NP: You weren’t involved in that. I can’t remember, but he started that, I feel like it was forever because they wanted me to continue after he died, and that was one thing I did not want to do. But he loved that because he was totally, really totally involved in square dance and then we continued doing tours for callers anywhere, you know, they wanted, anywhere they wanted to go. He did a convention in Acapulco, I forgot, and I’m not right, I’m sure I’m not right on my numbers, but we took over the Acapulco convention hall, and I forgot, five or six plane loads went in from all over the country, and that was very dramatic. I really remember that, being very dramatic. And I don’t know, one thing I remember, I don’t know why I’m saying this, you go to Mexico you aren’t supposed to drink the water. Everybody would eat, nobody would drink the water. Well, while they were dancing, we’d have these, we didn’t realize what they were doing bringing in these big containers of water all over the room, which was their water.
AB: And everybody was drinking the water.
NP: And not knowing that they were drinking while they were dancing that that’s the water they didn’t drink when they were eating. I don’t know how many got sick, I don’t think too many though. Okay, what else.
BB: Well, let’s get talking about China now.
NP: Okay. China? That’s me, that isn’t Bob.
BB: Right, I realize that.
AB: Well, you’re part of this, Nita. You were a big part of it.
NP: Well, right, but Bob never got to, Bob never went to Australia, and New Zealand, which I’ve done a lot there. He never went, and of course, he never went to China. I don’t, and Bob died in 1982, and I didn’t know what I was doing. That was a terrible time in my life. In 1983, late ’82 or ’83, somewhere in there, I read in our newspaper, it’s a cultural revolution going on in China then, and I don’t know if you know much about the cultural in China, but it was the most horrible, hideous situation that you could ever, ever, ever imagine. And I read in our newspaper that they were allowed to dance in China again. They had not been able to dance at all for 10 years. And that’s how long the cultural revolution went on. And so I thought, oh, they’re able. In Hong Kong I’d gone out, probably even out to the, where you looked in over the wire fence and all that.
AB: That’s right, you did. Looked into Red China.
NP: Yea, and I don’t know why I was so intrigued with Red China. I worried about the people, and I didn’t even know any. But when I read they could dance again, I thought, somebody should go let them know we’re alive here. They don’t know anything about the western world, and I’m sitting here knowing about square dancing and everything, so I’ve got to find a way to get it there. So I started writing. Like you know, little kids write Dear Mr. President, well, I’m writing Dear Mr. CITS and every body in the government I had any name for. I’m sending these letters. And I sent packets of records, pictures, Sets in Order books with pictures in it. I don’t know what all I sent. Then, I had a lady come in right, not, after I started doing this, and ask me that she was a ground operator, you know a person going around trying to work up business, and she asked me if I would like to take a group to China, or take a tour to China. And I said, well, yes, but not to see the country in that sense. I said the only thing I want to do in China is take square dancing. She didn’t know what it was, and I had to explain it to her. And she said, well you know, China is really, really full of dancing. Their minority groups is who she was thinking of because they were still able to dance all the way through the cultural revolution, and there’s a lot of minority groups in the autonomous regions, and she said maybe I can reach some of those for you. She says if you go to China, then I promise I will set up dances for you. So, I asked Kip Garvey if he would like to go, and it intrigued him, and we got a group and it just like filled immediately with an overflow. But, because then it was hard to get hotels. They weren’t ready for tourists. So I can’t remember now how many we had 42, 45, I don’t know, somewhere in there as many as they would let us, and I think I had over 70 sign up. So you can see the interest. And, so we took the group and went, and, of course, it was the greatest tour of my life, but it didn’t work out the way we thought it was going to do on square dancing because, and now I know why, because nobody knew where anybody was in China, but I mean it was, you know, so, we, and I, but our people, I think they understood after they saw China. I just think they really understood that there was like no connecting, and it was, we did dance some in the hotels and people were interested in it, but they were interested in anything, you know, and then, you know they’re all dressed in their little green uniforms and you can’t tell the men from the women, and this is not supposed to be on their, very much like the (?) needing a bath, you know. It really was. You work here, you do this, you know, and you were told your job. It was kind of scary that the whole country was that way.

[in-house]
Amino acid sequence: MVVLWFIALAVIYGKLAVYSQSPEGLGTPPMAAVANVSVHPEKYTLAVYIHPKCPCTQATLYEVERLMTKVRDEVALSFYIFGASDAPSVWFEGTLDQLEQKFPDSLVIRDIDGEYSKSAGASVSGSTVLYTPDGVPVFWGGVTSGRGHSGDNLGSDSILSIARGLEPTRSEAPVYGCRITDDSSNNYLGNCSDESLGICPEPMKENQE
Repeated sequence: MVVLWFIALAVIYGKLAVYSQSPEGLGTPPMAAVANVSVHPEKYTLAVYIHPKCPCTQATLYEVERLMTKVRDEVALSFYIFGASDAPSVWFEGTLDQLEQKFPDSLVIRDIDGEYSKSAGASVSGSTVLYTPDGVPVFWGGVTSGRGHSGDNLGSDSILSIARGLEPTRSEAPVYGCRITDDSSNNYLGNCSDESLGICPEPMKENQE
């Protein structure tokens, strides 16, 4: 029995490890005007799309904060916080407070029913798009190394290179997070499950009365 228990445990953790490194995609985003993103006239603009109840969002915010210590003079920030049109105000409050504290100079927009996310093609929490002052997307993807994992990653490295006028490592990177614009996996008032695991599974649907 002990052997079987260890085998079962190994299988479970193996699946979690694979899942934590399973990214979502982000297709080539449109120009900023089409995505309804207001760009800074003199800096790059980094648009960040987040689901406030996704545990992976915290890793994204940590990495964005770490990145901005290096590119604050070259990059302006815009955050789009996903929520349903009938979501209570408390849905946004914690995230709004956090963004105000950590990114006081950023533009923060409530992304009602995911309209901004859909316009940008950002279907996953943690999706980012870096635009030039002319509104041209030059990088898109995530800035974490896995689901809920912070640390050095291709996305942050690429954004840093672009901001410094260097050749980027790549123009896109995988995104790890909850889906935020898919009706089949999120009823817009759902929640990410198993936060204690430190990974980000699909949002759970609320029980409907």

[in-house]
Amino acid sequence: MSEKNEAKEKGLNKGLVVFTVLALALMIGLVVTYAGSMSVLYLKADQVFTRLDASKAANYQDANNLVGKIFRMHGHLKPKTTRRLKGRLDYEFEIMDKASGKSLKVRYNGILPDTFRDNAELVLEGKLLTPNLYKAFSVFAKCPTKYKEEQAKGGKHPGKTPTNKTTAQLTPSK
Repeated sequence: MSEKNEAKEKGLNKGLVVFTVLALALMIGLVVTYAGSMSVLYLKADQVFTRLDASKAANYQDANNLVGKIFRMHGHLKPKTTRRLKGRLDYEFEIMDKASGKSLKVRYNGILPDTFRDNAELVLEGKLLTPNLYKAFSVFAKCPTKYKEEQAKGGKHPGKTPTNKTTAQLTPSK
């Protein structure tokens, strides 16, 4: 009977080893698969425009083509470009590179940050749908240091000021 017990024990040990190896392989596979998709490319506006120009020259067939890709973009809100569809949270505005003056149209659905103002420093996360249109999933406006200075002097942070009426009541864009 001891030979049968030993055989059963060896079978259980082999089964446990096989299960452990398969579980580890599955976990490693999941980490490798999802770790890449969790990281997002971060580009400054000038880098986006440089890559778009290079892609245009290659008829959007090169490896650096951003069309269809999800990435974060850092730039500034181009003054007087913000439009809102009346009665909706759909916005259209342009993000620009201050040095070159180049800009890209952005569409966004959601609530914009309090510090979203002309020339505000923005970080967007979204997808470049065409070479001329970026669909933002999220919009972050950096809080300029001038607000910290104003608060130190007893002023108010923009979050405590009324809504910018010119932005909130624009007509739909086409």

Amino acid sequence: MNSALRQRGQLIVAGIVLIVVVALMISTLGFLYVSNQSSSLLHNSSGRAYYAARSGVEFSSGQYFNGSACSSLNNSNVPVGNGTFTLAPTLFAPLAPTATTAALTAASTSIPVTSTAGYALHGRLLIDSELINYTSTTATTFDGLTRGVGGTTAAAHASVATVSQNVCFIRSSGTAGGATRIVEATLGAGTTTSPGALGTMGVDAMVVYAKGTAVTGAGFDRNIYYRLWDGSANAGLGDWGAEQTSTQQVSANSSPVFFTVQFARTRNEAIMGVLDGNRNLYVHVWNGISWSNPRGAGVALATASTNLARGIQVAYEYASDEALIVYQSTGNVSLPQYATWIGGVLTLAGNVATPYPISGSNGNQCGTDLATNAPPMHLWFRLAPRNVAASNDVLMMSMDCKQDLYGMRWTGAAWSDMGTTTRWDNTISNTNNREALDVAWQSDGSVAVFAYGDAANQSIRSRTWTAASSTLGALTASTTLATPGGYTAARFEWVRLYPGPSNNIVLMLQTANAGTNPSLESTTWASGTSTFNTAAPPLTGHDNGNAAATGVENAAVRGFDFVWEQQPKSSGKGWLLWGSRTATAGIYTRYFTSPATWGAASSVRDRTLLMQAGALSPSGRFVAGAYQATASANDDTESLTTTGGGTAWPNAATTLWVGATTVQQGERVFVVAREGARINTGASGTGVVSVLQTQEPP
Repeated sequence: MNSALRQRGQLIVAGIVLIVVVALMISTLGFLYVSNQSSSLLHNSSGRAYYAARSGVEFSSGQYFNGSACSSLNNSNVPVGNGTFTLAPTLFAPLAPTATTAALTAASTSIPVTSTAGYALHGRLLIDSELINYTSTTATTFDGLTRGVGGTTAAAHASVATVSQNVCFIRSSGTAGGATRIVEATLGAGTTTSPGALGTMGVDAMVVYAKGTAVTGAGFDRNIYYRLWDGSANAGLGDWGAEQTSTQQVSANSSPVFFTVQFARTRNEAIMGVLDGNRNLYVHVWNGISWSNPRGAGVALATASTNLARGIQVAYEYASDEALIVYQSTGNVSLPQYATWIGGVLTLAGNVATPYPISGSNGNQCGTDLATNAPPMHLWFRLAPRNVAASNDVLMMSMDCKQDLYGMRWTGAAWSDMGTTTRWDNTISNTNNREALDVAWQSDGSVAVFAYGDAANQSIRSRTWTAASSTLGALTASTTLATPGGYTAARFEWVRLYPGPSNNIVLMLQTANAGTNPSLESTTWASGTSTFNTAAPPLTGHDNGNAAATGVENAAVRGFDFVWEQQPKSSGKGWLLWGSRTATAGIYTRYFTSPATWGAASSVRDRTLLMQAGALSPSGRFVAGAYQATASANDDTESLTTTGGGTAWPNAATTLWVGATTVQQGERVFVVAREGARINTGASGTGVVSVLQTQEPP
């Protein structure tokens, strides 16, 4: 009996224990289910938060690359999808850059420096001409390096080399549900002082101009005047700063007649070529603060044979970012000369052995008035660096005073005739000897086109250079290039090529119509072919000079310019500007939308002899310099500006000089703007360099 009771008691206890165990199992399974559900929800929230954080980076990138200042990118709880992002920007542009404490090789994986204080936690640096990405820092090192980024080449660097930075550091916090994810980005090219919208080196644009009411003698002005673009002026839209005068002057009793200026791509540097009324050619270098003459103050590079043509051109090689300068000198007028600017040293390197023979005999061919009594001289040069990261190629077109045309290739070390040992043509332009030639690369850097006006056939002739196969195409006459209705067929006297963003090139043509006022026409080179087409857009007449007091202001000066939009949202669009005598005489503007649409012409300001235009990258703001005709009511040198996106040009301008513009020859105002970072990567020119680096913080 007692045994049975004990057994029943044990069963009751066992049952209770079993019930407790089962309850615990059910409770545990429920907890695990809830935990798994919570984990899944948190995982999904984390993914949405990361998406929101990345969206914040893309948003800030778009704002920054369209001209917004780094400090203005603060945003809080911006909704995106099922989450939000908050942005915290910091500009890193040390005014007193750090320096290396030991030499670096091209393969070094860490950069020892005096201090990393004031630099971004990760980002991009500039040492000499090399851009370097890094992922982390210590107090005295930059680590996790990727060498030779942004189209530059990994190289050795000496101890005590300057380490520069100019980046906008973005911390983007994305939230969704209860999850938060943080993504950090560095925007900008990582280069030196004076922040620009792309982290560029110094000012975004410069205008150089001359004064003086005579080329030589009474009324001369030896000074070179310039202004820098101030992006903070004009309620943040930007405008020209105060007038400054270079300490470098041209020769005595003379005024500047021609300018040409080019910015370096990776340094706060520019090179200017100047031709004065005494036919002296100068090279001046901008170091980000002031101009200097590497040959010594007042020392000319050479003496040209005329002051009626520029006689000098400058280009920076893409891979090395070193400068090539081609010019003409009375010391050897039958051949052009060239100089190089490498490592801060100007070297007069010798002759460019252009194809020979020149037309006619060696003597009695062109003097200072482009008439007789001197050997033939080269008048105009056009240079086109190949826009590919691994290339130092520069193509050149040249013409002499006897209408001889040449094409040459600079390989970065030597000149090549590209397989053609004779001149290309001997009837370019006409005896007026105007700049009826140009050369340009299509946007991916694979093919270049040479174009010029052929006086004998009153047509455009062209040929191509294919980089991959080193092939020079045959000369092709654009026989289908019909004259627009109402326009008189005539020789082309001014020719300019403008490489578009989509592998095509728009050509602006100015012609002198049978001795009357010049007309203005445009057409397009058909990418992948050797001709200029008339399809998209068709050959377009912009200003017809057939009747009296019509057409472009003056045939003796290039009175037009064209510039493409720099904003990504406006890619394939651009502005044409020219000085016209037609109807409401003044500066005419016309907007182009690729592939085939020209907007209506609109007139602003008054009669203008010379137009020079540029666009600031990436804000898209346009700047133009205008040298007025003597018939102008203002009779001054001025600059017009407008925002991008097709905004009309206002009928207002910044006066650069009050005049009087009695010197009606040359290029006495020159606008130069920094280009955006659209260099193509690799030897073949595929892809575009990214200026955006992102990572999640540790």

BB: We took a break there, and now we’ve turned the tape over and we’re just in the midst of talking about China, so go ahead.